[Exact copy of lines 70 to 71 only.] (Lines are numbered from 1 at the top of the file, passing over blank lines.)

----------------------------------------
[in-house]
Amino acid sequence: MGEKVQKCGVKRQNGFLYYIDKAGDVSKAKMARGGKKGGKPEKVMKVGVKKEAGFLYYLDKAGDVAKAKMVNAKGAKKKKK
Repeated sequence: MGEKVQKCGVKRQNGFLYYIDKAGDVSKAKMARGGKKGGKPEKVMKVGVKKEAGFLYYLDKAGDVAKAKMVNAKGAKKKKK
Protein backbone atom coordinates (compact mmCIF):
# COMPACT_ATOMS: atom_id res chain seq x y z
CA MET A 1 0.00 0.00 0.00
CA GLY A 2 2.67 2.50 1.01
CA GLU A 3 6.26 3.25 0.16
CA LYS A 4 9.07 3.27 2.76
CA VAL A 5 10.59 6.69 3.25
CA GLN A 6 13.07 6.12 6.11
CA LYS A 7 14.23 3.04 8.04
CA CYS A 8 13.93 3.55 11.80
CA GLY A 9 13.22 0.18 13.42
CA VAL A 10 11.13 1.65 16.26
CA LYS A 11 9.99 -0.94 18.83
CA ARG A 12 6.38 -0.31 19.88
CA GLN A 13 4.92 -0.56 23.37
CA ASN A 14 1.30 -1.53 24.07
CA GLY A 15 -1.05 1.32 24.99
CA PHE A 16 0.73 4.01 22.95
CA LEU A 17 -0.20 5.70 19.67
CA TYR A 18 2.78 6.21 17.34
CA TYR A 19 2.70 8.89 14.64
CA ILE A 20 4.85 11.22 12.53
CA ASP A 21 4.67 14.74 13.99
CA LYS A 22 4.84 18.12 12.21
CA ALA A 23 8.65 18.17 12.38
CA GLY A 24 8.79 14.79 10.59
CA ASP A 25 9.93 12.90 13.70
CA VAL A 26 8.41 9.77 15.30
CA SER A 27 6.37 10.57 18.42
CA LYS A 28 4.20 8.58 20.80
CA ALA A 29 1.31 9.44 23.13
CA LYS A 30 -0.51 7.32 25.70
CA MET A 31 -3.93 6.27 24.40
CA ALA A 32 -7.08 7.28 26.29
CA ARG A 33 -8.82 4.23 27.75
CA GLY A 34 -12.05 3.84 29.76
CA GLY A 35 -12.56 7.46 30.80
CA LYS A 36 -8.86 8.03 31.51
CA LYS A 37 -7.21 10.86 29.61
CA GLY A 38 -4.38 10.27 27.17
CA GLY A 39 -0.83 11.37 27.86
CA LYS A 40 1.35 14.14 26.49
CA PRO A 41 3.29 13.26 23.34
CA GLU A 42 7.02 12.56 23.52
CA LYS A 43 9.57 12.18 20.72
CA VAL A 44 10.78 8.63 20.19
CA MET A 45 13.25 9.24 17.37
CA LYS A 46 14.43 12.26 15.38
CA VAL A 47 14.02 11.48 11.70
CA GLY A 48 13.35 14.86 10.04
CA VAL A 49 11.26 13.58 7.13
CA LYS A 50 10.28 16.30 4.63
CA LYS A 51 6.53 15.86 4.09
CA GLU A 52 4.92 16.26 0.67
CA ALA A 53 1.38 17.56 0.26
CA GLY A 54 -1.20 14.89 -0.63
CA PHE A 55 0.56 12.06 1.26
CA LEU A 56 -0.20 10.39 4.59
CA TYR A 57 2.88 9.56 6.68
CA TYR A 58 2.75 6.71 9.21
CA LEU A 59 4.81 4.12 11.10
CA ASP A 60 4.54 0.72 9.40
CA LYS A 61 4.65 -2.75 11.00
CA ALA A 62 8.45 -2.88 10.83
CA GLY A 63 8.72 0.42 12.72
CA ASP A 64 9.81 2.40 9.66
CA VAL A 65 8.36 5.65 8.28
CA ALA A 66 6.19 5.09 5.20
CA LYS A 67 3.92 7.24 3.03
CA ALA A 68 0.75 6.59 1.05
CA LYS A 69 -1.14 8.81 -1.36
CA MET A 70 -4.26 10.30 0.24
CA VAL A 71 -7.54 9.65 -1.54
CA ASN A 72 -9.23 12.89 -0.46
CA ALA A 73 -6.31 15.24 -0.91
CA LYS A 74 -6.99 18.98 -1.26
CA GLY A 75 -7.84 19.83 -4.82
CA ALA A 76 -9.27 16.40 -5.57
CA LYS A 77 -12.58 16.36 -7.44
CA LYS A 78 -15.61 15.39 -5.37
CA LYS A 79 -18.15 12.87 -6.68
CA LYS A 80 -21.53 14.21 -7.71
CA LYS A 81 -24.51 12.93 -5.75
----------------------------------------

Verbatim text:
CA VAL A 65 8.36 5.65 8.28
CA ALA A 66 6.19 5.09 5.20